The spring 2019 EDRM workshop/forum, held at Duke University Law School on May 15-17, 2019, examined issues and challenges involving e-discovery and technology, including GDPR compliance, TAR guidelines, and proportionality. Over the course of the workshop, 54 participants worked in small groups on eight different EDRM projects.
According to EDRM’s director Jim Waldron, the workshop’s objective is to generate practical guidelines and advice to help legal professionals and judges navigate complex challenges related to technology and the law.
“EDRM is member-driven, and the collaborative work we do at this annual forum is core to our ability to continue to provide guidance, best practices, and useful conversations that drive e-discovery forward,” said Jim Waldron, director of EDRM. “We are tremendously grateful to the members who invest time and care in these projects. The energy and productivity of this workshop is a testament to our members’ interest and deep expertise in e-discovery and information governance. Given the expansion of our projects and our desire to reach the broadest collaboration possible, we are actively seeking additional members to participate in this important work.”
Current EDRM projects include updating the EDRM model, creating guidelines and best practices around artificial intelligence, and developing a code of conduct for cross-border discovery under GDPR.
Tara Emory, director of consulting at Driven Inc, is leading the team that is working to update the EDRM model. She has attended the conference for the last two years and said she appreciates EDRM’s guidance and tools that help parties and courts advance the goals of just, speedy, and inexpensive determination of cases.
“Duke EDRM is working to bridge the gap between legal principles and real-world practices, in light of the challenges we face from constantly evolving technology and growing amounts of data,” Emory said. “Industry experts are coming together to create straightforward guidance to help practitioners navigate the complexities of electronic discovery, and to create model protocols that facilitate cooperation in discovery between parties.”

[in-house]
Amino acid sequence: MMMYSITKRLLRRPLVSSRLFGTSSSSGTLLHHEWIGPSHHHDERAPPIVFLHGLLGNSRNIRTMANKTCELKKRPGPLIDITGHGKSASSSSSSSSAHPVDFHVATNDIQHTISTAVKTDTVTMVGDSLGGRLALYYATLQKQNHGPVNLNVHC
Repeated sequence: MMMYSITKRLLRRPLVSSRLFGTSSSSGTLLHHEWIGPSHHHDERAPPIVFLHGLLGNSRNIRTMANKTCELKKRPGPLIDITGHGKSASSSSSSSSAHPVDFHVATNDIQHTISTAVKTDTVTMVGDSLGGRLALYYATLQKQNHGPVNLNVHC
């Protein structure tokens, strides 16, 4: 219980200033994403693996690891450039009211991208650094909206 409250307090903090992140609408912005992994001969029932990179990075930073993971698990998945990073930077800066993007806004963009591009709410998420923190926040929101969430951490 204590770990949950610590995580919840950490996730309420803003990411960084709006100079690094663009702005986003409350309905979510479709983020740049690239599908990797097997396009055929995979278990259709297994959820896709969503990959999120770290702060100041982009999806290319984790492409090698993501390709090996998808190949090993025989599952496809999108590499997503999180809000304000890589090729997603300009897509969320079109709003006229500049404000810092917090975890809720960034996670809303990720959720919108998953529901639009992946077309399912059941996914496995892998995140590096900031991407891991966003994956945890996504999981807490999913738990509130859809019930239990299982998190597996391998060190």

This year’s workshop featured two panel discussions: a panel of in-house e-discovery professionals from Exxon/Mobil, American Airlines, and GSK, and a panel of federal judges. These discussions offered insights about the different e-discovery and IT challenges facing corporations and the judiciary, and encouraged open conversations between the judges, lawyers, software developers, and industry leaders in attendance.
Following the Bench-Bar Conference on Evaluating the 2015 Rule 26 Discovery-Proportionality Amendments June 20-21, 2019 in Washington, D.C., the materials presented at the conference will be made publicly available.
EDRM is a community of e-discovery and legal professionals who create practical resources to improve e-discovery and information governance. As technology radically transforms litigation and the legal profession, EDRM members collaboratively develop vital frameworks, standards, educational tools, and other resources to guide the adoption and use of e-discovery technologies.